Apple and Samsung’s ongoing legal dispute is serious business, which is why it’s kind of funny to see the two tech giants engaged in a petty argument over who has the thinnest smartphone.
Yep, Apple likes to tout the iPhone 4 as the thinnest smartphone on the planet. And why not – the device is 24% thinner than the iPhone 3GS so it’s certainly a point worth noting. A quick hop over to Apple’s iPhone page reveals the following:
When creating iPhone 4, Apple designers and engineers didn’t start with a clean sheet of paper. They started with three years of experience designing and building the phones that redefined what a phone can do. iPhone 4 is the result of everything they’ve learned so far. And it’s all contained in a beautiful enclosure a mere 9.3 millimeters thin, making iPhone 4 the world’s thinnest smartphone.
Apple’s flair for the dramatic aside, the UK’s Advertising Standards Authority (ASA) received a complaint about Apple’s claim and decided to investigate. And just which smartphone was alleged to be thinner than the iPhone 4? Why the Samsung Galaxy S II, of course. You know, the same smartphone Apple claims copies the look and feel of the iPhone.
Now Samsung’s Galaxy S II is, in fact, thinner at its thinnest point than the iPhone 4 (8.71 mm vs 9.3 mm). But whereas the depth of the iPhone 4 is consistent, the Samsung Galaxy S II is contoured such that it’s thickest point measures in at 9.91mm.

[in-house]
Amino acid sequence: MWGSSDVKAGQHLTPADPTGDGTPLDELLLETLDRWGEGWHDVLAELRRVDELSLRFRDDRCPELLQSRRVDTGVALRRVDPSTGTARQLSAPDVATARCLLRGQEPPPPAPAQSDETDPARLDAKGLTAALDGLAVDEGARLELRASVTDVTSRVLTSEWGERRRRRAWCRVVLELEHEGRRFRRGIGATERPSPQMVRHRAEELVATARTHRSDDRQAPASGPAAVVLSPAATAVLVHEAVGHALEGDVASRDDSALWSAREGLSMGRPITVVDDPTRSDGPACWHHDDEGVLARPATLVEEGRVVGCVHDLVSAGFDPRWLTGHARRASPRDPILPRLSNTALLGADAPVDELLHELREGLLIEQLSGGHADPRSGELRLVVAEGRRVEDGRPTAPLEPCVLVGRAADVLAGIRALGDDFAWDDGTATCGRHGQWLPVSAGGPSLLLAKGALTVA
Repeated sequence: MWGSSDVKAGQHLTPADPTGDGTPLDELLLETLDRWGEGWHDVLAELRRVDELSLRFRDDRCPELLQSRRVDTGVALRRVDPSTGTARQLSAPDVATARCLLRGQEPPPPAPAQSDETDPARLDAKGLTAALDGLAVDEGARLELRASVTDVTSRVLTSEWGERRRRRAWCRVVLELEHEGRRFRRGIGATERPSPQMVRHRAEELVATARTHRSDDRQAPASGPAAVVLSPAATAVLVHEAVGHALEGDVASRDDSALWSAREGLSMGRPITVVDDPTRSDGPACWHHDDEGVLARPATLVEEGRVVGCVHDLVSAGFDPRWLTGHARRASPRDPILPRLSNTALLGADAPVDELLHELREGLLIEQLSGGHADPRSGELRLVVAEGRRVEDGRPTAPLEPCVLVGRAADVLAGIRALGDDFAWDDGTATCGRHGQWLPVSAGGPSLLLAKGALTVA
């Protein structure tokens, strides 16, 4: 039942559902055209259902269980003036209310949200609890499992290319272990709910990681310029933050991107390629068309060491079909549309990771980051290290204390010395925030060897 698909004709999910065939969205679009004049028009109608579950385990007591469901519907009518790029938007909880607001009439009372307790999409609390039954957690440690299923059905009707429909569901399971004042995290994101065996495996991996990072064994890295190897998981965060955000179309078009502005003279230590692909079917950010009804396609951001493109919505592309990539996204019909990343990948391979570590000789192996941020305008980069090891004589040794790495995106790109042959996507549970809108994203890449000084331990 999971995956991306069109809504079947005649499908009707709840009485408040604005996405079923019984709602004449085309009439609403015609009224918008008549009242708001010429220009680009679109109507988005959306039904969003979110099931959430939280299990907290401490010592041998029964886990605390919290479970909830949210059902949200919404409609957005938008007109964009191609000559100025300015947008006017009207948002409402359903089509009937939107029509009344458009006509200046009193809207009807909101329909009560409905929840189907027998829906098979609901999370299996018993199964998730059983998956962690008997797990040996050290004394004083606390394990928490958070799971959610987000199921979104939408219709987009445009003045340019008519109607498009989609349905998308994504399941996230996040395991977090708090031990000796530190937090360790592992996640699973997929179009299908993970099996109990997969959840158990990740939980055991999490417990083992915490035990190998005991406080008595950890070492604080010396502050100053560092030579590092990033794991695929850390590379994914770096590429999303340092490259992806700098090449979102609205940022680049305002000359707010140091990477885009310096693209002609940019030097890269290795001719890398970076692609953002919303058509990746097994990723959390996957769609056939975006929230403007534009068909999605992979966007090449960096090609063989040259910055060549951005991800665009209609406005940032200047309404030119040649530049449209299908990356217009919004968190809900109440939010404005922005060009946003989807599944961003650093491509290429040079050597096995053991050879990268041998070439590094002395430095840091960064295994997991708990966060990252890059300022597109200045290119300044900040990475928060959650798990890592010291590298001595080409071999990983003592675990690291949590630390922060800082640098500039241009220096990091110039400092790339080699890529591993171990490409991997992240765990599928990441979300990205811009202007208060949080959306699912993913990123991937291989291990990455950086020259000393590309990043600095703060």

Consequently, because the iPhone’s thickest point is thinner than the Galaxy S II’s thickest point, the ASA ruled that Apple can freely advertise the iPhone as the thinnest smartphone on the planet.
“Apple pointed out that the Galaxy S II had prominent bulges at the top of the device,” the ASA’s ruling reads. “Apple said consumers would not be interested in the thinnest part of the device, but in its overall measurements, as these would, for example, affect whether the device could fit into a pocket or purse.”
And so the ASA agreed and summarily dismissed the original complaint.
So yes, we can’t deny that this is a pretty meaningless victory, but it’s a victory nonetheless and the latest in a string of rulings in favor of Apple as it exercises its legal muscle across the globe in its patent lawsuits against Samsung.